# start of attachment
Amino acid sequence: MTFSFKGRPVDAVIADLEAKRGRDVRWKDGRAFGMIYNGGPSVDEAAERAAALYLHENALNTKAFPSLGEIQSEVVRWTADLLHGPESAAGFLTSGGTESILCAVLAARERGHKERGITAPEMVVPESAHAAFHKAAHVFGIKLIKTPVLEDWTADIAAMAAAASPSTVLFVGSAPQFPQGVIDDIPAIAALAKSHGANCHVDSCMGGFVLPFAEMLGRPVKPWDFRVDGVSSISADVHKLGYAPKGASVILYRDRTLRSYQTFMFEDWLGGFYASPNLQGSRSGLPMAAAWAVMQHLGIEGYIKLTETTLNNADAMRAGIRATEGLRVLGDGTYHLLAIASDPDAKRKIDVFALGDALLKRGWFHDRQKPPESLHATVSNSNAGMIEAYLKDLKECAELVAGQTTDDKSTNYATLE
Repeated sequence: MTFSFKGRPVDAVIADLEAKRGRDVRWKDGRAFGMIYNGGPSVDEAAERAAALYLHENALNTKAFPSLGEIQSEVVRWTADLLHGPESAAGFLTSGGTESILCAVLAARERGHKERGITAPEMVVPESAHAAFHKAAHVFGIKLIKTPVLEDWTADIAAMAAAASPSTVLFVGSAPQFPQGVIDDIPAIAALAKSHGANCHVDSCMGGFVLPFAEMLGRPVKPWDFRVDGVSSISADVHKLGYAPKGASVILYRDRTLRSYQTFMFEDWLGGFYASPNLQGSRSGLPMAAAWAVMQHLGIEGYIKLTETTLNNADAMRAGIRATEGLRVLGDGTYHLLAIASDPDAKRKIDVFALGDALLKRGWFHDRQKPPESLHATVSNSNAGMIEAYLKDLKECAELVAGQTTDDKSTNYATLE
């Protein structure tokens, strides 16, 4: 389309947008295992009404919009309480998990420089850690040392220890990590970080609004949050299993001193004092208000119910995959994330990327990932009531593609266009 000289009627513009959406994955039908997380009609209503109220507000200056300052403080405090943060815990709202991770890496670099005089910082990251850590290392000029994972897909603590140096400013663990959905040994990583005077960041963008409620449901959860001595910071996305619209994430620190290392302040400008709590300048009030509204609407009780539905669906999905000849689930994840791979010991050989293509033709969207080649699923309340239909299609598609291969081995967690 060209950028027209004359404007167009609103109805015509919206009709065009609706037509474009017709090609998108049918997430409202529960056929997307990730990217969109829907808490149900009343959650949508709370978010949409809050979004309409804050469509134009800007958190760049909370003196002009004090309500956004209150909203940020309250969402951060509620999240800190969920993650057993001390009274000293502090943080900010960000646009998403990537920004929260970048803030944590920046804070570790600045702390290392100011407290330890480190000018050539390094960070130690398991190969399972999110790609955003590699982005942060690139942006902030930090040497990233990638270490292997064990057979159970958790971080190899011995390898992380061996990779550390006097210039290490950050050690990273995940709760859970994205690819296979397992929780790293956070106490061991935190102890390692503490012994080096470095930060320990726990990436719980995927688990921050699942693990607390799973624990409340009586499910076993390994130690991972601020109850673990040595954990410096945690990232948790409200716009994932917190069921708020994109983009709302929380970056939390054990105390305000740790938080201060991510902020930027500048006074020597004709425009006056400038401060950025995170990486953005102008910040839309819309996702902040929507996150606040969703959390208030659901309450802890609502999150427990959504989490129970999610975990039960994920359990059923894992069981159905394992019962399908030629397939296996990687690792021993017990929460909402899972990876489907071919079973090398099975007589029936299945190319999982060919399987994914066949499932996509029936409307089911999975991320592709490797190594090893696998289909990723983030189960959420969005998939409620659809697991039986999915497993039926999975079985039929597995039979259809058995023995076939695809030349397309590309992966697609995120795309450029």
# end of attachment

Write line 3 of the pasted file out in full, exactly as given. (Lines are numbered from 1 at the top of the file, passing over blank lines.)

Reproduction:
């Protein structure tokens, strides 16, 4: 389309947008295992009404919009309480998990420089850690040392220890990590970080609004949050299993001193004092208000119910995959994330990327990932009531593609266009 000289009627513009959406994955039908997380009609209503109220507000200056300052403080405090943060815990709202991770890496670099005089910082990251850590290392000029994972897909603590140096400013663990959905040994990583005077960041963008409620449901959860001595910071996305619209994430620190290392302040400008709590300048009030509204609407009780539905669906999905000849689930994840791979010991050989293509033709969207080649699923309340239909299609598609291969081995967690 060209950028027209004359404007167009609103109805015509919206009709065009609706037509474009017709090609998108049918997430409202529960056929997307990730990217969109829907808490149900009343959650949508709370978010949409809050979004309409804050469509134009800007958190760049909370003196002009004090309500956004209150909203940020309250969402951060509620999240800190969920993650057993001390009274000293502090943080900010960000646009998403990537920004929260970048803030944590920046804070570790600045702390290392100011407290330890480190000018050539390094960070130690398991190969399972999110790609955003590699982005942060690139942006902030930090040497990233990638270490292997064990057979159970958790971080190899011995390898992380061996990779550390006097210039290490950050050690990273995940709760859970994205690819296979397992929780790293956070106490061991935190102890390692503490012994080096470095930060320990726990990436719980995927688990921050699942693990607390799973624990409340009586499910076993390994130690991972601020109850673990040595954990410096945690990232948790409200716009994932917190069921708020994109983009709302929380970056939390054990105390305000740790938080201060991510902020930027500048006074020597004709425009006056400038401060950025995170990486953005102008910040839309819309996702902040929507996150606040969703959390208030659901309450802890609502999150427990959504989490129970999610975990039960994920359990059923894992069981159905394992019962399908030629397939296996990687690792021993017990929460909402899972990876489907071919079973090398099975007589029936299945190319999982060919399987994914066949499932996509029936409307089911999975991320592709490797190594090893696998289909990723983030189960959420969005998939409620659809697991039986999915497993039926999975079985039929597995039979259809058995023995076939695809030349397309590309992966697609995120795309450029």